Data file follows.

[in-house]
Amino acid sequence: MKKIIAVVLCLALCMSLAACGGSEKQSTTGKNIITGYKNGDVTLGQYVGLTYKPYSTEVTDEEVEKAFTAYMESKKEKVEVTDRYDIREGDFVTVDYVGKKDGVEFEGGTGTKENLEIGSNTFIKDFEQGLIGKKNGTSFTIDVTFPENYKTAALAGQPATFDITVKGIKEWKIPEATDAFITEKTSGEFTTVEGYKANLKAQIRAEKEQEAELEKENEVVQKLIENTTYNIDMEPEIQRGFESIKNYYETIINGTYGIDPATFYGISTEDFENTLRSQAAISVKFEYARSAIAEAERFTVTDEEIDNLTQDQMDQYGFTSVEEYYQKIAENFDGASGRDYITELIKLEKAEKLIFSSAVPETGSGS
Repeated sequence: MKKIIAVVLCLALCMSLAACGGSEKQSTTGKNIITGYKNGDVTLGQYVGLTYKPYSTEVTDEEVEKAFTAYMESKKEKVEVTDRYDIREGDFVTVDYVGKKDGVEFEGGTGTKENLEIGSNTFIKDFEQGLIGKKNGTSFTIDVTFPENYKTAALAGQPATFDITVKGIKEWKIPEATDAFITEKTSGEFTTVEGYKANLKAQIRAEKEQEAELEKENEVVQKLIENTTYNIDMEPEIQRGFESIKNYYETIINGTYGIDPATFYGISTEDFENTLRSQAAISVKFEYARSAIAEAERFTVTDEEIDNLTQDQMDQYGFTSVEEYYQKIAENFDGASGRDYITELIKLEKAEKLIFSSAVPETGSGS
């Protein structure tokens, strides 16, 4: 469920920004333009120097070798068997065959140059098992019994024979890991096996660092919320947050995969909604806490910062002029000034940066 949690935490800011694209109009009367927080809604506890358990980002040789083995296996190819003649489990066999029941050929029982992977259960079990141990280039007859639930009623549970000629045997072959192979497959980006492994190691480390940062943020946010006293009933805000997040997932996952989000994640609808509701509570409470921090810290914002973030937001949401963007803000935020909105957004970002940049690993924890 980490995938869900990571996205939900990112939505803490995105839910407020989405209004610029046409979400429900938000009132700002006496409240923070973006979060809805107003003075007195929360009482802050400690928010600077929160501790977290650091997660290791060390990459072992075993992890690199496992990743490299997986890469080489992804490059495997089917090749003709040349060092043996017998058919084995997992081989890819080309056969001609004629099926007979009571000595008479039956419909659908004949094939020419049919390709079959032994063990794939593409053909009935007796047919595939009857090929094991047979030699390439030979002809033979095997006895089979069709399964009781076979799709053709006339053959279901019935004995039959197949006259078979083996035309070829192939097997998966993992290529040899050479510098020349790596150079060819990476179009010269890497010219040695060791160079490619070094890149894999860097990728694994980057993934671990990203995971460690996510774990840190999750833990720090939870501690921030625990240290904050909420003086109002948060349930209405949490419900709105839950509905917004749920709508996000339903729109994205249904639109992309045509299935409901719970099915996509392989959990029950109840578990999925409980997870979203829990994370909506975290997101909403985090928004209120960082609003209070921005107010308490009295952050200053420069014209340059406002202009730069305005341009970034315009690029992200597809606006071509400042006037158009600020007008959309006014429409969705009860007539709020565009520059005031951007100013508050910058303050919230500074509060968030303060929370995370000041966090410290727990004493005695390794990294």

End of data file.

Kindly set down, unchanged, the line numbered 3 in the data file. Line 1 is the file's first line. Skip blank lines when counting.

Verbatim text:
Repeated sequence: MKKIIAVVLCLALCMSLAACGGSEKQSTTGKNIITGYKNGDVTLGQYVGLTYKPYSTEVTDEEVEKAFTAYMESKKEKVEVTDRYDIREGDFVTVDYVGKKDGVEFEGGTGTKENLEIGSNTFIKDFEQGLIGKKNGTSFTIDVTFPENYKTAALAGQPATFDITVKGIKEWKIPEATDAFITEKTSGEFTTVEGYKANLKAQIRAEKEQEAELEKENEVVQKLIENTTYNIDMEPEIQRGFESIKNYYETIINGTYGIDPATFYGISTEDFENTLRSQAAISVKFEYARSAIAEAERFTVTDEEIDNLTQDQMDQYGFTSVEEYYQKIAENFDGASGRDYITELIKLEKAEKLIFSSAVPETGSGS